Erin M. October 2, 2017
Hi Connie - Unfortunately, it will change the baking times and temperatures, because copper conducts heat differently than silicone. While I imagine the batter would still work in a copper mold - I believe you might need to follow the method for those more closely than what I have here.
 
connie December 4, 2017
I found the silicone molds on sale and bought them because I really wanted to make these and I’m so happy I did! First the house is flooded with the most amazing smell, and then they emerge with a crunch on the outside with that stretchy tender middle. Pure bliss! <br /><br />I executed your recipe to the gram and it worked deliciously!
 
Eddie October 2, 2017
The instructions are a bit confusing. From step 6 onwards, “pan” is used to mean—I think—oven, mould, or baking sheet. If you would, please clarify. I’d love to try this recipe.
 
Author Comment
Erin M. October 2, 2017
Hi Eddie - added some clarifications! Thanks!
 
Rachael H. October 7, 2017
Hi! I'm having a go at making these today. My guess is that you mean 'transfer to the oven not the pan' in step 6?
 
Desiree D. October 2, 2017
I cannot wait to make these! Ever since I first had these in Bordeaux I have been obsessed, but they are near-impossible to find in my part of the world! I am currently hunting for a silicone mold then these bad boys are MINE! Thank you so much for this recipe!
 
alison October 1, 2017
The step to butter the molds and then heat in oven is missing from the final recipe.
 
Author Comment
Erin M. October 2, 2017
Thanks, Alison - it's been added to match the article!
 
alison October 1, 2017
The step to butter the molds and then heat in oven is missing from the final recipe.
 
dymnyno September 26, 2017
I think that I have tried at least 20 canele recipes trying to find the perfect one. La Boulangerie (Rigo) are the best ever and as close to those I tasted in France because he uses beeswax. I am going to try yours!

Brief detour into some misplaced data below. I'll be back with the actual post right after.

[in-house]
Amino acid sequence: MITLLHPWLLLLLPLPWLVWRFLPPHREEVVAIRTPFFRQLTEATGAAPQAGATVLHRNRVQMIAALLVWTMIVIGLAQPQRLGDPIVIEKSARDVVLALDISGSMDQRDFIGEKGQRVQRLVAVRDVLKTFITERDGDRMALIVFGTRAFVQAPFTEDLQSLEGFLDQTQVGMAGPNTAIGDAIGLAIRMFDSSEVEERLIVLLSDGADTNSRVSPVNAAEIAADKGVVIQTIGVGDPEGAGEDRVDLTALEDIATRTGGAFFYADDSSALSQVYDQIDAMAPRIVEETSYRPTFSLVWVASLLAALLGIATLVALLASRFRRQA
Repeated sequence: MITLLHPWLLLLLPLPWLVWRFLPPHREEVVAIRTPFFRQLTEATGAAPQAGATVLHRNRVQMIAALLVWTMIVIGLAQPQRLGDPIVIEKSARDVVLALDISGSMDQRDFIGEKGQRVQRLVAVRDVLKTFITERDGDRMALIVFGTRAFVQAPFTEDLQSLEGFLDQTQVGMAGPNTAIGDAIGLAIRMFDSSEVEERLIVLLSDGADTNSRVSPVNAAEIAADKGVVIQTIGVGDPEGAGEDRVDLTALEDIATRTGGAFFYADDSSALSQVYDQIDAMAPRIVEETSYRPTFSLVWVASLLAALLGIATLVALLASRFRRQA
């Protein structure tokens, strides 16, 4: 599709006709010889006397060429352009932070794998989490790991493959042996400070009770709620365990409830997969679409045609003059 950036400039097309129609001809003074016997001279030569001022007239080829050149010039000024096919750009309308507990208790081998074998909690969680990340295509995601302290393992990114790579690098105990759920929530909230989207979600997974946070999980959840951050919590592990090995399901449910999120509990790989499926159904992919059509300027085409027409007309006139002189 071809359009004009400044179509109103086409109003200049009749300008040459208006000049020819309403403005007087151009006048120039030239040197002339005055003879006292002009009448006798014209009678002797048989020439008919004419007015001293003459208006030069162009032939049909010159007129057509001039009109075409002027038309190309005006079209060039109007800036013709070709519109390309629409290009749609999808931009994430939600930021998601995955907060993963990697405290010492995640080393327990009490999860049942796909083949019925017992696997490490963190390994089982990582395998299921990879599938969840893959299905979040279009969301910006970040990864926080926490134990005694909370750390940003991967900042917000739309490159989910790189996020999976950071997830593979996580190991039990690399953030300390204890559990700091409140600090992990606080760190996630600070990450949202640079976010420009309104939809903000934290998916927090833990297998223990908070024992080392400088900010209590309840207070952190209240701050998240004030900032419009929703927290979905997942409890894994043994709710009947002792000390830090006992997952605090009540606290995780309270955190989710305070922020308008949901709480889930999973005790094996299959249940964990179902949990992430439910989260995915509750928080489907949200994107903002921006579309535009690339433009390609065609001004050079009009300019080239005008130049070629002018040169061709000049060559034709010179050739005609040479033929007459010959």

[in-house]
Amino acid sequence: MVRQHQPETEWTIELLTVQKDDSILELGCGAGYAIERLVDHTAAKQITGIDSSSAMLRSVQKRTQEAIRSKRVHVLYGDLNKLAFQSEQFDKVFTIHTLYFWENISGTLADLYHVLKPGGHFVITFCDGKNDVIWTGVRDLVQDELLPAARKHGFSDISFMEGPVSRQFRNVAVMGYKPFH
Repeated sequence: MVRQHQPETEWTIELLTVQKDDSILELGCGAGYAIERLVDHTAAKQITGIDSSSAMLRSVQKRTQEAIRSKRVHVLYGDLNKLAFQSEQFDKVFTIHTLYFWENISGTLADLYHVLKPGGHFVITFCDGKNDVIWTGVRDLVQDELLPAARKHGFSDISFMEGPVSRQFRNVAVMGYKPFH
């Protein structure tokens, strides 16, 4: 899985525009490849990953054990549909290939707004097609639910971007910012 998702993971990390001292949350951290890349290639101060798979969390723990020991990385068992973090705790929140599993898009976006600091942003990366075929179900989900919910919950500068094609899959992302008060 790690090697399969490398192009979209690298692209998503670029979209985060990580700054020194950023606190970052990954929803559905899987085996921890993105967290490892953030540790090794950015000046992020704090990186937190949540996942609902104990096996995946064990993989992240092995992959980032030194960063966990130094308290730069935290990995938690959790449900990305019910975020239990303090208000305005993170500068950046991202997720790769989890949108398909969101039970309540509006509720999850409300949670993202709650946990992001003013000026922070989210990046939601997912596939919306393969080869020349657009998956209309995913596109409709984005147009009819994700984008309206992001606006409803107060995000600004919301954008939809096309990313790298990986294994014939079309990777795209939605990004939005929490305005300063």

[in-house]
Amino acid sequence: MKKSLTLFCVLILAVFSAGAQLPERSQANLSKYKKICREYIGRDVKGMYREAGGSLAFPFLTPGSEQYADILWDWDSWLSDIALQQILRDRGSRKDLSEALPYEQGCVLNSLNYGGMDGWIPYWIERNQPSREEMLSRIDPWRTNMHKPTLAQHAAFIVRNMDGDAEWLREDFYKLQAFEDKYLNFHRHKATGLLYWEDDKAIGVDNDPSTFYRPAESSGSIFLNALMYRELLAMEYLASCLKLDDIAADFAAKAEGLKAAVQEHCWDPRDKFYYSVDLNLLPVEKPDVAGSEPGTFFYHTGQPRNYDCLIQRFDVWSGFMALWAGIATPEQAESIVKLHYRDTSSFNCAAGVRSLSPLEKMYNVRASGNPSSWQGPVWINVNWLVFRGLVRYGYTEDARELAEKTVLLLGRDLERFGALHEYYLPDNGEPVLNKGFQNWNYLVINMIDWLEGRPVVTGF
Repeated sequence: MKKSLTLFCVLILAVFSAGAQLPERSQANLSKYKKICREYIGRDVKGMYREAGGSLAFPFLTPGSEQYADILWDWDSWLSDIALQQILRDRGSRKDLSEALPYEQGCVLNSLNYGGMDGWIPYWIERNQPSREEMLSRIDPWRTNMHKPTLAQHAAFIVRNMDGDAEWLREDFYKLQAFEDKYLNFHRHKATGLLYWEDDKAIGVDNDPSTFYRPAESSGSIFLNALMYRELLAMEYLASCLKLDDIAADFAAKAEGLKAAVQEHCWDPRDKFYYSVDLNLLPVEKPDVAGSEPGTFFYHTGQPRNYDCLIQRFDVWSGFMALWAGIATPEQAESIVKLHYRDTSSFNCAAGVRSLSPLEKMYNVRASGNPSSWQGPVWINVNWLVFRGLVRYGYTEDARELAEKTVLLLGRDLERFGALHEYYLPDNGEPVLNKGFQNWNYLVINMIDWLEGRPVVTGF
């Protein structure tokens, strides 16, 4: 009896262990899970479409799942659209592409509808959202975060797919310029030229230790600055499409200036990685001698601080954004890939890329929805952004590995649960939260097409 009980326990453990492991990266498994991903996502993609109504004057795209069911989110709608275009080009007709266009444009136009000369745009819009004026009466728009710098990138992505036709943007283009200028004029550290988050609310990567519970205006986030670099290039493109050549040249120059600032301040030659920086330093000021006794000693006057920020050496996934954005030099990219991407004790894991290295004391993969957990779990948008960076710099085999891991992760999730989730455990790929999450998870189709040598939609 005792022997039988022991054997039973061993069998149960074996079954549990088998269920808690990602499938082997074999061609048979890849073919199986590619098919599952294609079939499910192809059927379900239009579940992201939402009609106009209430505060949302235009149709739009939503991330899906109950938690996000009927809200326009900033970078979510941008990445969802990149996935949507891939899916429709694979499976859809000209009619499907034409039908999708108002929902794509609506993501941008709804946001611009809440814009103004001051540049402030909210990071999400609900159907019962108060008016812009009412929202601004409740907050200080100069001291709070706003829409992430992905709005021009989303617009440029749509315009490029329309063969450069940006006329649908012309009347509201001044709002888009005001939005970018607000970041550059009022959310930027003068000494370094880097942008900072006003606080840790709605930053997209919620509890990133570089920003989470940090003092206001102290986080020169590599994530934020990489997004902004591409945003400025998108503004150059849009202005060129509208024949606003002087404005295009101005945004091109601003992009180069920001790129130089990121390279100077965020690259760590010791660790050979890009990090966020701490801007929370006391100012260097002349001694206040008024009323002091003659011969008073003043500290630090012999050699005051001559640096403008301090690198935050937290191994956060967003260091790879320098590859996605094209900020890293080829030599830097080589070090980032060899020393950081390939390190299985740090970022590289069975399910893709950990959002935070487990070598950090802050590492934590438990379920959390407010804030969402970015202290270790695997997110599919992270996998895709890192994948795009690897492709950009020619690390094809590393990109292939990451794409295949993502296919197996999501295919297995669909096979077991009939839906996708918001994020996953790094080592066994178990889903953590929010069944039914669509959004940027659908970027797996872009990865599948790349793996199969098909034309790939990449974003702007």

Author Comment
Erin M. September 26, 2017
Hope you love them as much as I do!!! Check back tomorrow for a detailed step-by-step post!
 
Ali W. September 26, 2017
One of your photos shows you buttering the mold. Do you do that before heating the mold? Doesn't the butter just melt into a pool in the bottom of the mold?<br />
 
Author Comment
Erin M. September 26, 2017
Hi Ali! Yes, you butter before heating the mold. Using soft butter ensures you can evenly cover the sides - then when you preheat it, yes, the butter melts a bit - but this is also supposed to happen. When the butter melts, it leaves a bit of a film on the sides, and a pool in the base. When you add the batter, some of the hot butter rises to the surface, which helps brown the part of the canele that isn't touching the mold. This is one of those times where it doesn't seem to make total sense, but it just WORKS (and trust me, I've tried it every way - including just brushing with melted butter after preheating the mold). Hope this is helpful!
 
Jenn October 10, 2017
I've made this twice! It is so good and the recipe is right on. I did weigh the eggs and it's good that I did (and the recipes has grams) because the yolks were small so I ended up using 2 extra egg yolks.